The VIP at Sunday's Lenox Industrial Tools 301, one of New England's biggest racing events of the year, stands 4-foot-10, has curly white hair and sounds, when she speaks in her soft, croaky voice, exactly like your grandmother. But at 100 years old, Laconia, N.H., native Rachel Gilbert is likely older than your granny, and she almost certainly has a different hobby: watching NASCAR.
That's right: Gilbert -- born in 1911, just three years after Henry Ford debuted the Model T, when many still rambled about town in horse-drawn buggies -- is a lifelong motorsports buff. And this weekend, as racing fans descend on Loudon, N.H., and the New Hampshire Motor Speedway, Gilbert will take a break from bingo to preside, from the perch of a VIP suite, as the grand dame of the Magic Mile.
The big fuss started back in April, when Gilbert was invited to celebrate her centenary birthday by taking a few spins around the famed 1.058-mile oval track in an official Toyota pace car. Gilbert hadn't driven in five years since retiring her license and the keys to her beloved Mercury Sable, and she needed a seat cushion to see over the steering wheel, but no matter. With track vice president Jerry Gappens sitting shotgun and her daughter, Helen Nickel, in the back, Gilbert slipped into the driver's seat, flapped her arms and with a rousing "Let's go!" sped eight laps around the oval, never making it above 54 mph but laughing all the way.
"Oh, it was just wonderful," Gilbert says of her drive. "I was all excited."
Regional media soon caught wind of the story, and within days, Gilbert had become a local celebrity. She's since been invited back to the track to serve as grand marshal for the F.W. Webb 100 on Saturday, and she'll watch Sunday's Sprint Cup race with her family in a luxury box.
So how does the sprightly good ol' gal feel about her newfound fame?
"It's very exciting," she says. "I mean, it's been party after party!"
Gilbert is by nature outgoing and warm, with a wide, easy smile and small eyes that peer out from behind rimless glasses. She speaks softly and laughs often, and has an easy rapport with all the new people in her life. She even invited this young whippersnapper reporter up to Laconia for lunch and a "great big hug."
"She's just the sweetest woman," says Kristen Costa, the speedway's director of communications and one of the people who helped organize Gilbert's birthday celebration. "She is always so friendly and cute."
"She's got the most wonderful air about her," says Nickel, Gilbert's daughter. "The people in her building say she is always smiling, always saying, 'Good to see you,' and asking how everyone is doing. She's very popular around here because of that smile of hers."
Gilbert was born and raised in Laconia, one of 11 children of a local mill owner. In her 20s, Gilbert met her future husband, Eugene, a contractor in the area. They soon wed in nearby Sacred Heart Church -- the same church in which Gilbert was baptized -- and together they would have three children and be married for nearly 70 years.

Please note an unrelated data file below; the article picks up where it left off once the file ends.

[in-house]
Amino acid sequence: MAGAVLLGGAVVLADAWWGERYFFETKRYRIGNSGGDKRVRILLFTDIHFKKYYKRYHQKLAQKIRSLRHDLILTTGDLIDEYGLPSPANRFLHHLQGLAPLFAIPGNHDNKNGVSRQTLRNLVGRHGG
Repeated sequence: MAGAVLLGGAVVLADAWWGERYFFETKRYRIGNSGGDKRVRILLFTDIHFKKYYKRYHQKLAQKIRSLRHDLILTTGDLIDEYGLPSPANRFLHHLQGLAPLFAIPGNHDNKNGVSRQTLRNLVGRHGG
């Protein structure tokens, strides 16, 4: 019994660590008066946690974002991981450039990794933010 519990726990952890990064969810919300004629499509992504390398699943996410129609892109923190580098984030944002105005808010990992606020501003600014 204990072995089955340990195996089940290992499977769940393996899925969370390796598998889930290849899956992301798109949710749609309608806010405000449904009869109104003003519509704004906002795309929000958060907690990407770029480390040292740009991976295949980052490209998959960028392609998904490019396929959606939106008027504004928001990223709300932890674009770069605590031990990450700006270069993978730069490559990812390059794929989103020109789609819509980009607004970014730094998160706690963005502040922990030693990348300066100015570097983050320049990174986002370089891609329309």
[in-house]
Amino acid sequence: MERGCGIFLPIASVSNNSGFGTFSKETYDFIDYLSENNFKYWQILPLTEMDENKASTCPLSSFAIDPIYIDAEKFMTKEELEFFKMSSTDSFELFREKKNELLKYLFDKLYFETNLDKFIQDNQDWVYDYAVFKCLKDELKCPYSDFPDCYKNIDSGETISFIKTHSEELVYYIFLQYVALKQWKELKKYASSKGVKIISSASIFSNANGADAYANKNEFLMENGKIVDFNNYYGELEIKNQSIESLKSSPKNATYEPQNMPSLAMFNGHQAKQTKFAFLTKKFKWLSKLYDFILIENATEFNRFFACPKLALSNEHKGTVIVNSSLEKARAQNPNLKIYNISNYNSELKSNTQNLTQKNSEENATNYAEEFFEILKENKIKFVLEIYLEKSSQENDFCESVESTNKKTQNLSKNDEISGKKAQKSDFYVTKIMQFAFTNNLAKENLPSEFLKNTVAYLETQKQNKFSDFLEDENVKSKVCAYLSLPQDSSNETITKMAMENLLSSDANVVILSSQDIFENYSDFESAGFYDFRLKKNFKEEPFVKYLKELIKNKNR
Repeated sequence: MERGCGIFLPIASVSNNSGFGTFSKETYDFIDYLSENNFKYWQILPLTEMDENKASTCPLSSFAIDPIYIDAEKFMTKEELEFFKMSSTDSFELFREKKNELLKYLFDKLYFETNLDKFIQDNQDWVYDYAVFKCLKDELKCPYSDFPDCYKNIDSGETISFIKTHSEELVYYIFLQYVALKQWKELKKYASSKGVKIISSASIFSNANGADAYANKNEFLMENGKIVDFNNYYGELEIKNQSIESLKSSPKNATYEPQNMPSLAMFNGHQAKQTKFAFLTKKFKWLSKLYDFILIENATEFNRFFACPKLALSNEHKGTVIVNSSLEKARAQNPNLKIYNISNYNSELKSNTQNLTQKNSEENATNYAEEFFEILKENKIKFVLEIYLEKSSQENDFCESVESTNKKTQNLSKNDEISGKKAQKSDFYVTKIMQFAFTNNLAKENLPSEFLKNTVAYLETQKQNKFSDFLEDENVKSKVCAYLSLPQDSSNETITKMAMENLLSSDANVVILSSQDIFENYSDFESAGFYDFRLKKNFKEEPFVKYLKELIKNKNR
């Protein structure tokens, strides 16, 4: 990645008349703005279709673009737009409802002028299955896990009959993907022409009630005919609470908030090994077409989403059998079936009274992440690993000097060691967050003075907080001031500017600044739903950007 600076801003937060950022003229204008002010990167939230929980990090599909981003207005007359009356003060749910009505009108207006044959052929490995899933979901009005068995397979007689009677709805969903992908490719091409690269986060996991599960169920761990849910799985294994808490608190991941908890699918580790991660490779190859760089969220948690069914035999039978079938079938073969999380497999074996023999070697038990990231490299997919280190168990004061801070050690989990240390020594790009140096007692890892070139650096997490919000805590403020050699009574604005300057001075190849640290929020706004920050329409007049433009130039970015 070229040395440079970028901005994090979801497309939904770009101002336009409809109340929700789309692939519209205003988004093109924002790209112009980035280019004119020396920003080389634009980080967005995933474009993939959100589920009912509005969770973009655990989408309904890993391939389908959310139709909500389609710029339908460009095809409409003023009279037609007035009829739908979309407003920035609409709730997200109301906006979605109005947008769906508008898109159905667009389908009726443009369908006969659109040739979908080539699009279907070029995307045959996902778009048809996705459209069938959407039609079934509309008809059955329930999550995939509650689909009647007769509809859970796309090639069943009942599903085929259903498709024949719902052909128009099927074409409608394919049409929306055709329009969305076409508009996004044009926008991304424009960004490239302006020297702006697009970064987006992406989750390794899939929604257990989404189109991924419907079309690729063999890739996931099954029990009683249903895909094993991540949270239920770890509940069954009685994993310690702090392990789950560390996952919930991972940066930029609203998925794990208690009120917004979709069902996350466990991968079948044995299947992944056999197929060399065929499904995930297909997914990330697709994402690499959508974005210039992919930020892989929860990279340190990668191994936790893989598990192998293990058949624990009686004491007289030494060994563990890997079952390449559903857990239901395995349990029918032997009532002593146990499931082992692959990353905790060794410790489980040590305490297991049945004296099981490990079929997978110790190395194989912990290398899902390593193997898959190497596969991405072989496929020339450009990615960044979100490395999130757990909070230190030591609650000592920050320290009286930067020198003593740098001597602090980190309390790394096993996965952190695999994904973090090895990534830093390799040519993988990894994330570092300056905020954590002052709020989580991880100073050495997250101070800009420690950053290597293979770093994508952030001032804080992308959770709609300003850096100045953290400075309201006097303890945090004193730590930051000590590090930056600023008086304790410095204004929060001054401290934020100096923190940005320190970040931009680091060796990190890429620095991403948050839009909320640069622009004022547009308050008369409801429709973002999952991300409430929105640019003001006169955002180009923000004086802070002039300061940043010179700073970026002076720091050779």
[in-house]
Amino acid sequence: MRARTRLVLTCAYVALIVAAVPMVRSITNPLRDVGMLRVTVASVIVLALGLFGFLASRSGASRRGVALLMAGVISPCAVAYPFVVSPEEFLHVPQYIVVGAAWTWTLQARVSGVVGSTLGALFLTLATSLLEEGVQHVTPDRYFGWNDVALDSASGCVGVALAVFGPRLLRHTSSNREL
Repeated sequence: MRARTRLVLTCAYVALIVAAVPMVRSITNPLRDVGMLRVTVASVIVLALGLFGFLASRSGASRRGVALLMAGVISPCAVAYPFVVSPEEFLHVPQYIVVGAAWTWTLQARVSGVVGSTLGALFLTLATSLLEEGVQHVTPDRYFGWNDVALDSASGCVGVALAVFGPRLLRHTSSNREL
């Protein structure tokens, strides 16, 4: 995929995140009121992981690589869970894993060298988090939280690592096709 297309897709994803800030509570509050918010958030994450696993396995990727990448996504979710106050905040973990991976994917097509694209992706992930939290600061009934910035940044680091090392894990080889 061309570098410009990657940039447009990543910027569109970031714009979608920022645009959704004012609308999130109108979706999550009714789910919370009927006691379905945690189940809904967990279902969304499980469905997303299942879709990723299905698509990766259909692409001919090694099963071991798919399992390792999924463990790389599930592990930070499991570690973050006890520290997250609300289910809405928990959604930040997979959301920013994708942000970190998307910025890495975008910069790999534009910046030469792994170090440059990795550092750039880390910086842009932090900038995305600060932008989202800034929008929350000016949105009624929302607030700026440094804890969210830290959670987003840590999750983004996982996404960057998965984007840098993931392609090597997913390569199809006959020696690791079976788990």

"My dad was a very hard worker, and my mother was the bookkeeper for his business," Nickel says. "Everyone around town knew Eugene Gilbert and my mom, because she was the backbone of the family."
Eugene was a big racing fan, and, historically, credit for Gilbert's love of NASCAR goes to him -- although, Nickel says, "she almost liked it more than he did." Together, Gilbert and her husband flocked to tracks across the country -- the Phoenix International Raceway in Arizona, the Daytona International Speedway in Florida and, of course, the New Hampshire Motor Speedway back home, although in those days it was known as Bryar Motorsports Park.
Gilbert and her husband were in Daytona in 1979 when Richard Petty outlasted Donnie Allison to win his sixth Daytona 500, and after another race, the duo met Dale Earnhardt -- "the father," Gilbert says. "Not the young one. He was very nice. We both enjoyed talking with him very much."
Eugene died four years ago, at age 96, but Gilbert still watches the racing action each Sunday on television, tuning in from her apartment at the Bishop Bradley senior living facility in Laconia, where friends have nicknamed her "Speedy" because "you can't keep up with her," as Nickel says.
"She goes running around, down to the dining room, all over her apartment," Nickel says. "When we go out, one of us will hold her hand -- she doesn't like two people to do it -- and she'll go running out of the house so fast it's hard to keep up. Sometimes I say, 'Mom, don't go so fast!'"
This weekend, the little old lady from Laconia will race on over to Loudon, where, with her family, she'll continue her marathon month as the toast of the small town. With any luck, she'll even meet her favorite driver, Carl Edwards, whom she likes because he "seems like a very nice man."
"I am so excited," Gilbert says. "Going to the races with my children, that will be unbelievable. It is all just so special, being with my children and good friends. I feel so very fortunate."